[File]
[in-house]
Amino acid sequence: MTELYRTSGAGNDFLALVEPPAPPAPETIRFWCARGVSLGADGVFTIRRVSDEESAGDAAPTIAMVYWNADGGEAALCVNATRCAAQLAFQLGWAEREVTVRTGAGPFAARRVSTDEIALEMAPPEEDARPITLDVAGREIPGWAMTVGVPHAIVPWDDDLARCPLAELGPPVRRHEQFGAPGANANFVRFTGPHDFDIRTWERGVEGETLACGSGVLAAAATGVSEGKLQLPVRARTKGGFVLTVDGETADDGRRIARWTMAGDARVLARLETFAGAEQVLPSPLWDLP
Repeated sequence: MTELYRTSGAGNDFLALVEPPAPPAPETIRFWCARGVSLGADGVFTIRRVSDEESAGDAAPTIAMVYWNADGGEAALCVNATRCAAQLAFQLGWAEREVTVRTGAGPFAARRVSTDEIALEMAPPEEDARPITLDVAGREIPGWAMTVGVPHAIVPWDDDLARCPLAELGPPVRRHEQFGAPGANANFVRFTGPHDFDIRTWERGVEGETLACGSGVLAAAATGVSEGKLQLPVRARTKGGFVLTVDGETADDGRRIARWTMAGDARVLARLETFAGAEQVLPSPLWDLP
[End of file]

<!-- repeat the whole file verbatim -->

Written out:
[in-house]
Amino acid sequence: MTELYRTSGAGNDFLALVEPPAPPAPETIRFWCARGVSLGADGVFTIRRVSDEESAGDAAPTIAMVYWNADGGEAALCVNATRCAAQLAFQLGWAEREVTVRTGAGPFAARRVSTDEIALEMAPPEEDARPITLDVAGREIPGWAMTVGVPHAIVPWDDDLARCPLAELGPPVRRHEQFGAPGANANFVRFTGPHDFDIRTWERGVEGETLACGSGVLAAAATGVSEGKLQLPVRARTKGGFVLTVDGETADDGRRIARWTMAGDARVLARLETFAGAEQVLPSPLWDLP
Repeated sequence: MTELYRTSGAGNDFLALVEPPAPPAPETIRFWCARGVSLGADGVFTIRRVSDEESAGDAAPTIAMVYWNADGGEAALCVNATRCAAQLAFQLGWAEREVTVRTGAGPFAARRVSTDEIALEMAPPEEDARPITLDVAGREIPGWAMTVGVPHAIVPWDDDLARCPLAELGPPVRRHEQFGAPGANANFVRFTGPHDFDIRTWERGVEGETLACGSGVLAAAATGVSEGKLQLPVRARTKGGFVLTVDGETADDGRRIARWTMAGDARVLARLETFAGAEQVLPSPLWDLP